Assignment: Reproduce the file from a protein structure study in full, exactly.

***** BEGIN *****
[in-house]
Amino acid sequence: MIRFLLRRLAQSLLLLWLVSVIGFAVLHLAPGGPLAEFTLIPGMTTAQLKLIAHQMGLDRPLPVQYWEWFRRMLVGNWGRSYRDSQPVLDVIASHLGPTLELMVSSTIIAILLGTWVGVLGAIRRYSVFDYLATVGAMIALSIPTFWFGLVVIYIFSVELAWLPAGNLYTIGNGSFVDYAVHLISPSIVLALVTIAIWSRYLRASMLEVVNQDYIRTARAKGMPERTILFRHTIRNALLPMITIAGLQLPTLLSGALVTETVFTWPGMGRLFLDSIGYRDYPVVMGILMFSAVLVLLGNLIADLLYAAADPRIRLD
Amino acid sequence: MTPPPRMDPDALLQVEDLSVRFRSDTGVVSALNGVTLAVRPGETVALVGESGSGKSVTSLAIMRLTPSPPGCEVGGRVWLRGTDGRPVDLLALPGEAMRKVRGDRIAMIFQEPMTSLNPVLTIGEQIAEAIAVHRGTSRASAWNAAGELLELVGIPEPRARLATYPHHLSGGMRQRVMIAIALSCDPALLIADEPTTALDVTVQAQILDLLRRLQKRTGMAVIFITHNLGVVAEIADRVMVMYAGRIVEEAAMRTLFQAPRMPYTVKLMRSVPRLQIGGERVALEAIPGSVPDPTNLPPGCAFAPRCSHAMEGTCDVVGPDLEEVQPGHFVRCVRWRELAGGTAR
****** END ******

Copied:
[in-house]
Amino acid sequence: MIRFLLRRLAQSLLLLWLVSVIGFAVLHLAPGGPLAEFTLIPGMTTAQLKLIAHQMGLDRPLPVQYWEWFRRMLVGNWGRSYRDSQPVLDVIASHLGPTLELMVSSTIIAILLGTWVGVLGAIRRYSVFDYLATVGAMIALSIPTFWFGLVVIYIFSVELAWLPAGNLYTIGNGSFVDYAVHLISPSIVLALVTIAIWSRYLRASMLEVVNQDYIRTARAKGMPERTILFRHTIRNALLPMITIAGLQLPTLLSGALVTETVFTWPGMGRLFLDSIGYRDYPVVMGILMFSAVLVLLGNLIADLLYAAADPRIRLD
Amino acid sequence: MTPPPRMDPDALLQVEDLSVRFRSDTGVVSALNGVTLAVRPGETVALVGESGSGKSVTSLAIMRLTPSPPGCEVGGRVWLRGTDGRPVDLLALPGEAMRKVRGDRIAMIFQEPMTSLNPVLTIGEQIAEAIAVHRGTSRASAWNAAGELLELVGIPEPRARLATYPHHLSGGMRQRVMIAIALSCDPALLIADEPTTALDVTVQAQILDLLRRLQKRTGMAVIFITHNLGVVAEIADRVMVMYAGRIVEEAAMRTLFQAPRMPYTVKLMRSVPRLQIGGERVALEAIPGSVPDPTNLPPGCAFAPRCSHAMEGTCDVVGPDLEEVQPGHFVRCVRWRELAGGTAR